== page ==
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Oops, he did it again: Jamaica's Usain Bolt sets new world record

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David J. Phillip/ AP

(Read caption) Jamaica's Usain Bolt celebrates setting a new 100m World Record after the final of the Men's 100m during the World Athletics Championships in Berlin on Sunday.

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It's hard to know just when the world's fastest man will stop breaking records for the 100-meter dash.

Usain Bolt again toyed with the limits of our belief Sunday when he laid down a physics-defying time of 9.58 seconds at the world championship finals in Berlin. Perhaps my contact lenses went blurry for a second. Nope. Nine point five eight.

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Even sports announcers had to look to the extraterrestrial for an explanation.

"There's no one on this planet - or any other that we know of - [who can] run this fast," exclaimed NBC announcer and former top-flight sprinter, Ato Boldon, moments after Mr. Bolt's feat. "He's a meter-and-a-half faster than anyone else in human history."

Making it look easy

And, Bolt being Bolt, the 6'5" Jamaican did it with style.

Before the gun, while American Tyson Gay wore a stone-cold stare and others jogged in place or tried to envision every step, Bolt sauntered around joking with fellow Jamaican Asafa Powell. When his name was called, he did his trademark gesture of pulling back an imaginary bow and arrow and pointing up to the sky.

When the gun went off, it was over. The shorter sprinters' only prayer was to explode out of the starting blocks faster than Bolt. They did not.

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What the crowd couldn't know at that precise moment, however, was that Bolt would smash his own outrageous world record (set last year at the Olympics in Beijing) by a staggering .11 seconds. But they didn't have to wait long. Blink and they'd have missed the golden streak that was Bolt cross the line with a 9.58.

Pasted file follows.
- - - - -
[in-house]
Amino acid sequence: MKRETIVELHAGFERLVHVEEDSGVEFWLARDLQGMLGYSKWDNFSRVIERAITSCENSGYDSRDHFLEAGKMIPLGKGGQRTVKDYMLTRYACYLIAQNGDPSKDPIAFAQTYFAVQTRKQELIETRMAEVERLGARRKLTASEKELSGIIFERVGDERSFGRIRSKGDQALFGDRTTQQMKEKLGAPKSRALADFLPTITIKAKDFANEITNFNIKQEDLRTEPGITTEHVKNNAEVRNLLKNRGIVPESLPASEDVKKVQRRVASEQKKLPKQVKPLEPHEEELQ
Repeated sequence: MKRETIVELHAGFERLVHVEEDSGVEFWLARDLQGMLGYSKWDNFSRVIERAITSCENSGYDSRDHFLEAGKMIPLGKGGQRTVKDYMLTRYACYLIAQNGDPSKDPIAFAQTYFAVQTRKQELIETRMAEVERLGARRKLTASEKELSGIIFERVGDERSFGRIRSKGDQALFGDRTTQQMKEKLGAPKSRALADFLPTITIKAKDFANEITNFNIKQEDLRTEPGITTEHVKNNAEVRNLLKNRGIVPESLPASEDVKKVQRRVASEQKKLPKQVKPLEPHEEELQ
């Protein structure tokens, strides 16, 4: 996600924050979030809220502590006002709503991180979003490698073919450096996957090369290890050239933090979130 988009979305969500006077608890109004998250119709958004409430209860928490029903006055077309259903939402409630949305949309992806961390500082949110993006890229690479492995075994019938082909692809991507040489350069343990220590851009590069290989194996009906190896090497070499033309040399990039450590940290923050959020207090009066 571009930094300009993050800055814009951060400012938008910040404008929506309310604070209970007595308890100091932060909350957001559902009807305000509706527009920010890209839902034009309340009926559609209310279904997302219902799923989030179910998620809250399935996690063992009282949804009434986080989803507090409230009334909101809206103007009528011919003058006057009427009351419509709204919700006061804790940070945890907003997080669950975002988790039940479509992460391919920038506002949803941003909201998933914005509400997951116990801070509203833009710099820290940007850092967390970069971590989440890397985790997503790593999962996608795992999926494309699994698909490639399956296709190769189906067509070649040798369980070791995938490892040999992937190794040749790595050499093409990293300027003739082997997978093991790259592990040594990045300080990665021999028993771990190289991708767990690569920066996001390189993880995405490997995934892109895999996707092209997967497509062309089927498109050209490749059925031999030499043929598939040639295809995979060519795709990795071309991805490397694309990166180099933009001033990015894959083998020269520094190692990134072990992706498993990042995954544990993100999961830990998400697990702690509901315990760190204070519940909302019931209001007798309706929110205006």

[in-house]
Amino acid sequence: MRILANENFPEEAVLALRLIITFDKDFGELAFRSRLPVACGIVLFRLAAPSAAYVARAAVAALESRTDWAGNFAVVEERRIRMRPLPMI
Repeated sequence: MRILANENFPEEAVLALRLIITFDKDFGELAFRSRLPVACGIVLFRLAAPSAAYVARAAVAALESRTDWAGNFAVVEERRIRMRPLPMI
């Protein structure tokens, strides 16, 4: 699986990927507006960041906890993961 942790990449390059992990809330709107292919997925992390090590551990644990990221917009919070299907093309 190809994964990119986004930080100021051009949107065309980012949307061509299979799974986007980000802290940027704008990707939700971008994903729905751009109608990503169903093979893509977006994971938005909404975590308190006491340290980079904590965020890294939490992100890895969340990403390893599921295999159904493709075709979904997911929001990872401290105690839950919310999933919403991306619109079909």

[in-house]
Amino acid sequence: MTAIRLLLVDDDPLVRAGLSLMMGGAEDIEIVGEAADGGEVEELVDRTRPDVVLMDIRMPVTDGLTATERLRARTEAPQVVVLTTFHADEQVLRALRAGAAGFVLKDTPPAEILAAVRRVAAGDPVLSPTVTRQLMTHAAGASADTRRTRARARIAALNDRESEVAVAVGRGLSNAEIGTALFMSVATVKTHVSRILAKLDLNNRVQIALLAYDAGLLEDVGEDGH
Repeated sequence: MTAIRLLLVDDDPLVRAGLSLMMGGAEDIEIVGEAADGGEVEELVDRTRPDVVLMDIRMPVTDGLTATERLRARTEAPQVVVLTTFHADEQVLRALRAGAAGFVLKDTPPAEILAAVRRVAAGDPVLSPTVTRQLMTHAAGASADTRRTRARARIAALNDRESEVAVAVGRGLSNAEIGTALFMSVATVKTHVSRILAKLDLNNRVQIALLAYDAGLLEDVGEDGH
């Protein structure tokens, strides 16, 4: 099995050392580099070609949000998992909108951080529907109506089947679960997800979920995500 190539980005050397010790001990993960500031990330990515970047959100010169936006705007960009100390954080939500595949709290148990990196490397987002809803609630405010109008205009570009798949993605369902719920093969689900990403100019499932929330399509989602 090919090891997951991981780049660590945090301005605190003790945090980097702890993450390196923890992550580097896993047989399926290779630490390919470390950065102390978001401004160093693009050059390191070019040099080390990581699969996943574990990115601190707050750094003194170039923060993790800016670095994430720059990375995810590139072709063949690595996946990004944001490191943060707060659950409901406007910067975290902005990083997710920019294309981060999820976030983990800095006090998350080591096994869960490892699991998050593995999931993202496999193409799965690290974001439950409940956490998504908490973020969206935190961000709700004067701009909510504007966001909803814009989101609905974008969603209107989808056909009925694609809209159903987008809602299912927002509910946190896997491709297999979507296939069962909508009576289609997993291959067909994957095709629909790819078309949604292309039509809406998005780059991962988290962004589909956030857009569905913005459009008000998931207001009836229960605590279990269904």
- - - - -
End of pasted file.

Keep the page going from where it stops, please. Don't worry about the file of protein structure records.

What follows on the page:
Postponed chest-thumping

Elated, Bolt thumped his chest in celebration. Only this time he waited until after the finish line to do it.

When he won the gold medal in Beijing, he decelerated and began the chest-thumping with about 10 meters to go in the race, causing some commentators to tut-tut about his sportsmanship before speculating wildly about how fast he could run if he actually ran through the line.

Now they know.

Or do they?

When Bolt rings in his 23rd birthday on Friday, he'll still have several years of sprinting ahead of him. And he shows no signs of slowing down. After all, he was still coming off a foot injury suffered in a car accident months ago when he won Sunday's race.

That didn't stop him from an exuberant jog around the stadium clutching the black, gold, and green Jamaican flag. Nor did it seem to bother him when he danced with teammate Asafa Powell, who got the bronze Sunday with a time of 9.84. (Not too shabby, Mr. Powell.)

Jamaicans from Negril to Spanish Town, from Montego Bay to Kingston will be celebrating this performance.

No surprise the fastest man is Jamaican

So how does tiny Jamaica develop so many world-class sprinters? There are many reasons.

Check out this story I did out of Jamaica ahead of the Olympics last year for a few. Also, check out the video, which shows Bolt dogging a training session on his home track in Kingston.

Now, can anyone tell me if the dance Powell and Bolt did today is a new one?

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